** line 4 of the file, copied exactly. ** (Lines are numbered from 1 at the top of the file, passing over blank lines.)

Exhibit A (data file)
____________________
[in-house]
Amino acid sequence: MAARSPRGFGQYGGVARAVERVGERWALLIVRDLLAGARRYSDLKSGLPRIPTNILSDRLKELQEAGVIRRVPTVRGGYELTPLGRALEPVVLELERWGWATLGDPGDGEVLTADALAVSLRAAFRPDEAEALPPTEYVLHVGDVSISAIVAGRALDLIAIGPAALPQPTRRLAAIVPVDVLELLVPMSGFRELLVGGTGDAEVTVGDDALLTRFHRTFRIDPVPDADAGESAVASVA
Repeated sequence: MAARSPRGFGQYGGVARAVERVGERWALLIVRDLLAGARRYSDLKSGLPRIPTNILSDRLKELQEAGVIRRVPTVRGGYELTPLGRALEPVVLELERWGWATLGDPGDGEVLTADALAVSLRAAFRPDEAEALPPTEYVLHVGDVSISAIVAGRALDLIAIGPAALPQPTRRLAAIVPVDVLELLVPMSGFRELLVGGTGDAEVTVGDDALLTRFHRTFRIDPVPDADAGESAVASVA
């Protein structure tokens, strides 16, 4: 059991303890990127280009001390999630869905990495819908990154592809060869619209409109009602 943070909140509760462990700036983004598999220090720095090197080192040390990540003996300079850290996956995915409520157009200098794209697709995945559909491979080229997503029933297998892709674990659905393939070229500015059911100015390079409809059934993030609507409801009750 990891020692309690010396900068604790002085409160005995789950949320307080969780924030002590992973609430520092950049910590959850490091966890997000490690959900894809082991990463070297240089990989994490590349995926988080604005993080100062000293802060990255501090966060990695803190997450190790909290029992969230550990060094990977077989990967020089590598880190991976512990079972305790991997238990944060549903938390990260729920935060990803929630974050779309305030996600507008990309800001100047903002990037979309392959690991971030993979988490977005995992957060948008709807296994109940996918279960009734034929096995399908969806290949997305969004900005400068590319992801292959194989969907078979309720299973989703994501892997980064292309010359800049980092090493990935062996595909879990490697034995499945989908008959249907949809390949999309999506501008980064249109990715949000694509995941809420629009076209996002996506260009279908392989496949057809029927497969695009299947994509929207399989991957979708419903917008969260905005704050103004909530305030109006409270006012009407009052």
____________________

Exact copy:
């Protein structure tokens, strides 16, 4: 059991303890990127280009001390999630869905990495819908990154592809060869619209409109009602 943070909140509760462990700036983004598999220090720095090197080192040390990540003996300079850290996956995915409520157009200098794209697709995945559909491979080229997503029933297998892709674990659905393939070229500015059911100015390079409809059934993030609507409801009750 990891020692309690010396900068604790002085409160005995789950949320307080969780924030002590992973609430520092950049910590959850490091966890997000490690959900894809082991990463070297240089990989994490590349995926988080604005993080100062000293802060990255501090966060990695803190997450190790909290029992969230550990060094990977077989990967020089590598880190991976512990079972305790991997238990944060549903938390990260729920935060990803929630974050779309305030996600507008990309800001100047903002990037979309392959690991971030993979988490977005995992957060948008709807296994109940996918279960009734034929096995399908969806290949997305969004900005400068590319992801292959194989969907078979309720299973989703994501892997980064292309010359800049980092090493990935062996595909879990490697034995499945989908008959249907949809390949999309999506501008980064249109990715949000694509995941809420629009076209996002996506260009279908392989496949057809029927497969695009299947994509929207399989991957979708419903917008969260905005704050103004909530305030109006409270006012009407009052």